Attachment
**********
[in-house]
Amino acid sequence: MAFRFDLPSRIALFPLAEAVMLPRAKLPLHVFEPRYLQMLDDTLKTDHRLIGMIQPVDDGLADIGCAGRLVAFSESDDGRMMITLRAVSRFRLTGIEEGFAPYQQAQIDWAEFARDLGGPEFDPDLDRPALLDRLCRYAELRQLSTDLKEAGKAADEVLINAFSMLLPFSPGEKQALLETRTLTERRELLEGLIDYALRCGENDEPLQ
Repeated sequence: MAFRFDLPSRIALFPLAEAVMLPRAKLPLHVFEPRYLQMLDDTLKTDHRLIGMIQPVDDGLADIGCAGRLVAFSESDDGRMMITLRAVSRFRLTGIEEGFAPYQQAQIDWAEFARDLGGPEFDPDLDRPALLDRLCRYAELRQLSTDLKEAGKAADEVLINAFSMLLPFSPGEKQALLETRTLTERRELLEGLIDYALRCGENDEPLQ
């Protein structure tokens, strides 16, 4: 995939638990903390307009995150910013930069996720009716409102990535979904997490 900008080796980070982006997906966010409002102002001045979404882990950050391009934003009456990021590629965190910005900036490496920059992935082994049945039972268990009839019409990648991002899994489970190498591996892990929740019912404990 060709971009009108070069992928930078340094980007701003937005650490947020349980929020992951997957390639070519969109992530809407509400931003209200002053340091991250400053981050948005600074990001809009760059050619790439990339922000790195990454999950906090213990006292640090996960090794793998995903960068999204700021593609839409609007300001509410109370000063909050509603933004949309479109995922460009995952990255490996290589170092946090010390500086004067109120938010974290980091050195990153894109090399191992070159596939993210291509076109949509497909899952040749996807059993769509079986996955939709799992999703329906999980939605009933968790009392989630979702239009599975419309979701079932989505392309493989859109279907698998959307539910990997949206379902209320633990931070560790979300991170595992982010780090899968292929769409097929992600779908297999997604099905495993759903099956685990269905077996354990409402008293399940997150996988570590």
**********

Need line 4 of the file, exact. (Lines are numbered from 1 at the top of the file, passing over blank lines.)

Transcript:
């Protein structure tokens, strides 16, 4: 995939638990903390307009995150910013930069996720009716409102990535979904997490 900008080796980070982006997906966010409002102002001045979404882990950050391009934003009456990021590629965190910005900036490496920059992935082994049945039972268990009839019409990648991002899994489970190498591996892990929740019912404990 060709971009009108070069992928930078340094980007701003937005650490947020349980929020992951997957390639070519969109992530809407509400931003209200002053340091991250400053981050948005600074990001809009760059050619790439990339922000790195990454999950906090213990006292640090996960090794793998995903960068999204700021593609839409609007300001509410109370000063909050509603933004949309479109995922460009995952990255490996290589170092946090010390500086004067109120938010974290980091050195990153894109090399191992070159596939993210291509076109949509497909899952040749996807059993769509079986996955939709799992999703329906999980939605009933968790009392989630979702239009599975419309979701079932989505392309493989859109279907698998959307539910990997949206379902209320633990931070560790979300991170595992982010780090899968292929769409097929992600779908297999997604099905495993759903099956685990269905077996354990409402008293399940997150996988570590």